But though his writing was sparing, the work that did emerge continued to demonstrate his customary acuity and precision. A particular devotee of Max Ophuls, he anatomised Letter from an Unknown Woman, Caught and Le Plaisir in extraordinary detail in a series of essays, while two BFI monographs addressed The Magnificent Ambersons and La Règle du jeu. As fashions in criticism changed, he contested what he described as “the premature burial” of auteurist criticism, and maintained his championship of the tradition of detailed close reading that had emerged from Movie. In doing so, he opposed the formalist approach of David Bordwell, which, despite its increasing domination of campuses, he saw as limited and simplistic. In a seminal essay, Must We Say What They Mean?, he challenged the American scholar’s approach and methodology. Where Bordwell, for instance, claimed that “There’s no place like home” was the explicit message of The Wizard of Oz, Perkins, pointing to numerous details of the film’s acting, narrative structure, visuals and soundtrack, argued convincingly that Dorothy’s words were “substantially qualified by the film’s other data” and that Kansas is shown to be “a place not remotely like home, a place lacking in courage, sensitivity, hope and colour, where the only singing that could be done was a lonely cry of yearning for something better.”
Victor Francis Perkins was born in Alphington, Devon, and educated at Hele’s Grammar School in Exeter. He won a place at Exeter College, Oxford, but national service intervened. Childhood memories of World War II had made a convinced pacifist, and only his mother’s intervention deterred him from going into hiding to evade the call-up. The experience of serving in Cyprus as an army radio technician reconfirmed his pacifism (in later life he was a supporter of CND). After completing his service, he took up his place at Oxford, where he studied history, and published his first film criticism in the student newspaper Varsity, and in Oxford Opinion. After graduation, while editing and writing for Movie, he worked initially at Selfridges before beginning his career in education.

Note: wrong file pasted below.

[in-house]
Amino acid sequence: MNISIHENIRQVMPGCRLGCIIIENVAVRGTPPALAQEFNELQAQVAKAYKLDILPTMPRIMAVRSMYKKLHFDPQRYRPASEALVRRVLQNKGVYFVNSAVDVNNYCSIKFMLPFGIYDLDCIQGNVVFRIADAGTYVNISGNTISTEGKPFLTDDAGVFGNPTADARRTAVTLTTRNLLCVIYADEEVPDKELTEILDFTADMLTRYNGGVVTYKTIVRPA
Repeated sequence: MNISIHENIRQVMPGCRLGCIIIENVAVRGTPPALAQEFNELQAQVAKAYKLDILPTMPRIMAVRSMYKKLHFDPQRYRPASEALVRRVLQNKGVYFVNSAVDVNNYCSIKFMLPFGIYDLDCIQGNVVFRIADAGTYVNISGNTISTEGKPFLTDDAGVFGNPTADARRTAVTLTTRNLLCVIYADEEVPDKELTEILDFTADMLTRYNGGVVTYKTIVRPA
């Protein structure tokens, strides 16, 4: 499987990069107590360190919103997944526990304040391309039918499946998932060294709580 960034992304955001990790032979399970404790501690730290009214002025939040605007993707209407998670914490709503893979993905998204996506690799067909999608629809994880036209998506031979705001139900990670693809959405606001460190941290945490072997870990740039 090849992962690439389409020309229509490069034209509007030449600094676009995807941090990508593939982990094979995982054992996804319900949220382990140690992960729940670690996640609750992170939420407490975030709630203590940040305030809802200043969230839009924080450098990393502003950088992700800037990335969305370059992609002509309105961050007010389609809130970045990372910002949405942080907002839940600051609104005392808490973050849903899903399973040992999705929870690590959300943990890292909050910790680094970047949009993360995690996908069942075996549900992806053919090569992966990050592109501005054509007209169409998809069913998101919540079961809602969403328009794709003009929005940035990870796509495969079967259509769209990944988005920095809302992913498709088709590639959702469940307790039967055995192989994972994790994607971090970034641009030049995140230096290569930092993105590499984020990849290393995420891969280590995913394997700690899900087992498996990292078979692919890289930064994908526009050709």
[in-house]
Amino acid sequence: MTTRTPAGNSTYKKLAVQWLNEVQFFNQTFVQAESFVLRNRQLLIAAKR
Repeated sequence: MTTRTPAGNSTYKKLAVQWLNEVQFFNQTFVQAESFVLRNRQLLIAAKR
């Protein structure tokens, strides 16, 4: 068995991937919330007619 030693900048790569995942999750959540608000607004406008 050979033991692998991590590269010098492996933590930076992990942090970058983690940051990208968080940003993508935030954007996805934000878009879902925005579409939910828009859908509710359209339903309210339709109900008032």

Film Criticism: Interview with Victor F. Perkins, recorded at the Academy of Fine Arts Saar in 2011
Perkins’ interests in the arts extended well beyond cinema, spanning opera and the Broadway musical, Henri Cartier-Bresson and Vermeer, Dickens and P.G. Wodehouse, The Sopranos and South Park. He travelled widely, in Europe, North America and as far afield as Iran, and in his later years systematically acquired German in order to read a biography of Max Ophuls that existed only in that language.
His first marriage, to media theorist T.E. Perkins, ended in divorce. He is survived by their children, Polly, a writer and filmmaker, and Toby, Labour MP for Chesterfield, and by his second wife, Liz. His legacy will be sustained, too, by the many film scholars and critics who were shaped by his teaching and inspired by his analytical rigour and subtlety of interpretation. “For the very many people who fell under the spell of his work,” said Alastair Phillips, his colleague at Warwick, “he helped them see and think about the moving image more clearly.”
☞ Read and watch more tributes to V.F. Perkins at Film Studies for Free.